The Crest of the Commonwealth of Australia Treasury Portfolio Ministers
Picture of Peter Costello

Peter Costello

Treasurer

11 March 1996 - 3 December 2007

Transcript of 19/12/06

Doorstop Interview
Sydney Opera House

Tuesday, 19 December 2007
9.30 am

SUBJECTS: Advance, MYEFO, drought, Labor Party, debt

TREASURER:

It was great to be here today to open Advance, an organisation that brings together Australia’s talented expatriates who want to promote our country overseas and who are being successful all around the world.  And to bring them here to Australia, to get them together to talk about ways in which we can promote our country – from a tourism point of view, from an investment point of view, from a business point of view – is a very big part of Australia’s economic effort, and I congratulate the organisers on their wonderful efforts in bringing this conference together.

JOURNALIST:

Mr Costello, have you (inaudible)

TREASURER:

We will be releasing the Mid-Year Review in Canberra tomorrow and it will update our economic forecasts for the year and, of course, our Budget position and that will be the update since the May Budget and the update before next year’s May Budget.

JOURNALIST:

Wayne Swan has accused you of exaggerating the impact of drought on economic growth – what is your response to that?

TREASURER:

The trouble with the Labor Party is they do not have anyone who understands economic policy.  To have somebody who could make light of the drought and its impact on the Australian economy – like Mr Swan has – not only shows ignorance, but it shows a callousness to Australia’s farmers.  And he ought to be pulled into line – Mr Rudd should repudiate his shadow Treasurer.  It is one thing to be ignorant, it is another to be callous to the plight of Australia’s farmers.  To suggest that somehow this drought is not impacting on them or somehow they are making it out to be bigger than it is really is quite a callous thing for the Labor Party to say and to think.  We know they think that, but this time they have said it.

JOURNALIST:

Is it (inaudible)?

TREASURER:

Well, ABARE has estimated that the direct effects would be to detract 0.5 a percentage point off growth – that’s not me, it’s ABARE, and that is direct.  It will be larger taking into account the indirect effects as well.  These are independent organisations that make these assessments.  Because Wayne Swan cannot understand it he tries to dispute it.  Not only is that ignorant but it is callous to Australia’s farmers.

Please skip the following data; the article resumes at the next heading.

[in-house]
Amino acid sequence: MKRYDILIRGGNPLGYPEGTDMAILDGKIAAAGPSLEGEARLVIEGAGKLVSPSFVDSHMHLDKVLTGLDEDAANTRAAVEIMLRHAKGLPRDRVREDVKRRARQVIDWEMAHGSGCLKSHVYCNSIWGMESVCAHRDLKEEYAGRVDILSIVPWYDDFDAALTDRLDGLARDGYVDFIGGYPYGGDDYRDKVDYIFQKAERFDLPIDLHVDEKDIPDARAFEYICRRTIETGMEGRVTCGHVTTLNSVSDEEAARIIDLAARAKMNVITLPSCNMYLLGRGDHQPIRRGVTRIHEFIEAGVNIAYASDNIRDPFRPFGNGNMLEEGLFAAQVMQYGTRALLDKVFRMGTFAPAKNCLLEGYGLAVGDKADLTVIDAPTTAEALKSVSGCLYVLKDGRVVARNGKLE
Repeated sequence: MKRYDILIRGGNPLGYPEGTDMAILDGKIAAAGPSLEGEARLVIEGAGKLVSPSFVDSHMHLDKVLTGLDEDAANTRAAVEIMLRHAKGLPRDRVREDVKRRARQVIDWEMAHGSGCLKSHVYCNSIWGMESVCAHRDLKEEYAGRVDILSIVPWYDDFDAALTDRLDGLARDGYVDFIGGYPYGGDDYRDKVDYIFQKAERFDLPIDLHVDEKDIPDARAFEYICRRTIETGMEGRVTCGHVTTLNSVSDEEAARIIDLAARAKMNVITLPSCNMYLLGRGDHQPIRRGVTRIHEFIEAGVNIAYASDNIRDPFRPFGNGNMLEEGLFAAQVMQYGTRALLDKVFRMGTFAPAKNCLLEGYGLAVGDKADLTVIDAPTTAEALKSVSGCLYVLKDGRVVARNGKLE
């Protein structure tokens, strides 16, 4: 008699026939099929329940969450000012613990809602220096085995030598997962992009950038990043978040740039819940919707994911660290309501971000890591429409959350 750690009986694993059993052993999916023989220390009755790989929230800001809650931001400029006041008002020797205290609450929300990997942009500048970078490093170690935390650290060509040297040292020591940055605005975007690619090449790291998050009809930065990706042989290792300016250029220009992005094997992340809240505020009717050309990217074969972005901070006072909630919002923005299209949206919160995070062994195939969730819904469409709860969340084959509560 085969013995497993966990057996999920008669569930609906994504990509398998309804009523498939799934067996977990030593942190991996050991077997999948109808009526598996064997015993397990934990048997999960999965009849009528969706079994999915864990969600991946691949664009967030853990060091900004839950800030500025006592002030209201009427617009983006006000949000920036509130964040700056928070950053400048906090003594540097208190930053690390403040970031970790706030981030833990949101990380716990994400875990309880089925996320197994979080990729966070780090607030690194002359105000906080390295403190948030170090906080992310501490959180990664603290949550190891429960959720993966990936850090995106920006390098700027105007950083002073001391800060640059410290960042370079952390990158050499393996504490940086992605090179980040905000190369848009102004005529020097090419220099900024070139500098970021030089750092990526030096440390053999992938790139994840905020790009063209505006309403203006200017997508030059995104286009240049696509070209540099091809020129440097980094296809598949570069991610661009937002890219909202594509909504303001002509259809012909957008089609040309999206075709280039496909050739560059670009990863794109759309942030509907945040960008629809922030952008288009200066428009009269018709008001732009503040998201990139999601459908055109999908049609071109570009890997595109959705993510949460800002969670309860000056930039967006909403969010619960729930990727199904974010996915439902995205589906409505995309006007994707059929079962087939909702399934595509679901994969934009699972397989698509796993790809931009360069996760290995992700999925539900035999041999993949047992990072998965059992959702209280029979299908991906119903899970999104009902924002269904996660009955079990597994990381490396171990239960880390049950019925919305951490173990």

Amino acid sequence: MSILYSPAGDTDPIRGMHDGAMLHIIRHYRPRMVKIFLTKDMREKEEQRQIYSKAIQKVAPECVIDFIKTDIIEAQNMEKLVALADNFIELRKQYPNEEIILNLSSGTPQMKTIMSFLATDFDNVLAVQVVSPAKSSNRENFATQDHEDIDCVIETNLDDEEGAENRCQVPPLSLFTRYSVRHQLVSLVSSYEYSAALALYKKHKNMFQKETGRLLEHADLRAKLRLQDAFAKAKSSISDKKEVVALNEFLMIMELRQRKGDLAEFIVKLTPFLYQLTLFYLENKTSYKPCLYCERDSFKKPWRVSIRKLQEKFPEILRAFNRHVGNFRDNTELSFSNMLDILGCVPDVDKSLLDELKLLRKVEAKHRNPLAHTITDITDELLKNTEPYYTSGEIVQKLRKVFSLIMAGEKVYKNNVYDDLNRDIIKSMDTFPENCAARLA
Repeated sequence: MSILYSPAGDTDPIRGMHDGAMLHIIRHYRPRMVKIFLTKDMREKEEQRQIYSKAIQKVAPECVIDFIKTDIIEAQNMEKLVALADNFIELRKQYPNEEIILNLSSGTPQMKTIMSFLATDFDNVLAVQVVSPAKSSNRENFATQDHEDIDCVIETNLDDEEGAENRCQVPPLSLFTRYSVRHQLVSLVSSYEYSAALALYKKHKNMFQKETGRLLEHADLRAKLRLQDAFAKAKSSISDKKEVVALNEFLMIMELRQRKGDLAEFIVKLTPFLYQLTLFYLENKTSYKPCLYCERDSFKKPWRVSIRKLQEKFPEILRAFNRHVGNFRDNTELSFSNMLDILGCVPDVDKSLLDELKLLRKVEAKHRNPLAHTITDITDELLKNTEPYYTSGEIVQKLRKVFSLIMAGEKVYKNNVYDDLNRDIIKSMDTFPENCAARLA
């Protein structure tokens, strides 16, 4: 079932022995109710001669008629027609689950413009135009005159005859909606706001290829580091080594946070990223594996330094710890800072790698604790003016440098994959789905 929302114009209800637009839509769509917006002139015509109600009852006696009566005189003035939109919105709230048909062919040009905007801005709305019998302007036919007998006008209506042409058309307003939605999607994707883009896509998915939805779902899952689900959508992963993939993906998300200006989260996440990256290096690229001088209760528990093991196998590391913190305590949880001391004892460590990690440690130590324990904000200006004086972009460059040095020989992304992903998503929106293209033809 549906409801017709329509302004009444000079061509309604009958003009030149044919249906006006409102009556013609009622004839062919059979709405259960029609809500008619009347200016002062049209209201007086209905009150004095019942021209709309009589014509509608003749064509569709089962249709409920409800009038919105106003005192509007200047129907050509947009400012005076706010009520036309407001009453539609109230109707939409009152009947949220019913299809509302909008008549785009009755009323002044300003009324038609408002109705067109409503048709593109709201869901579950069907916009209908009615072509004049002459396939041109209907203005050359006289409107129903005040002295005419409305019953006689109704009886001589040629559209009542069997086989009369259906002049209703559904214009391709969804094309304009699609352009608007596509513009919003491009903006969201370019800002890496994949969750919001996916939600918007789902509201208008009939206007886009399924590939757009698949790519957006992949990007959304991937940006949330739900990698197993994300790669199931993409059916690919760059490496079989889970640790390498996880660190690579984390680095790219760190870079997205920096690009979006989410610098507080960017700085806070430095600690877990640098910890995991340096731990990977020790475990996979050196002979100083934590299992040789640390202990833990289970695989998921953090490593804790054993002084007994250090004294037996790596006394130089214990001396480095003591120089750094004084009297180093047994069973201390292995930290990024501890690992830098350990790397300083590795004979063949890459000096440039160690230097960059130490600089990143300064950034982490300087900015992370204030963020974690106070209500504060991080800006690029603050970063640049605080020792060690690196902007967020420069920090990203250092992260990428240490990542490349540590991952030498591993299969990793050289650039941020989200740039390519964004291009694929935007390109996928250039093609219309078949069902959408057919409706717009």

JOURNALIST:

What do you think of the Qantas pilots fight-back?

TREASURER:

Well look, the company is listed on the Stock Exchange.  Anybody, provided they comply with Australian law, is entitled to make an offer for shares.  So you can have the consortium that has made an offer, you can have pilots, you can have mums and dads, anybody is entitled to make a share.  Provided it complies with the laws it is up to the vendors to decide who they are going to sell to.

JOURNALIST:

Just on that point, there was a report this week that companies are looking to increase their debt levels to avoid being targets for private equity – what do you make of that and how may that affect the economy?

TREASURER:

There is nothing wrong with private equity.  Private equity is where people put their own money up in relation to a company.  What worries us is where people put their own money up and then borrow huge amounts to complete the transaction or borrow huge amounts to gear against the company.  If they borrow too much then the company can get into trouble.  It is like a home owner – if you borrow too much against the value of your property you can get into trouble, if you borrow too much against the value of a company you can get into trouble.  And I think it is incumbent on company directors, I think it is incumbent on buyers to make sure they do not get into trouble.  To watch their gearing levels.

JOURNALIST:

So you caution them against increasing their gearing too much?

TREASURER:

Well I would say company directors are obliged to act in the interests of the company and they have got to make sure they prudently manage the company and they ought to be careful that they do not get to unsustainable debt levels.  Alright, thanks.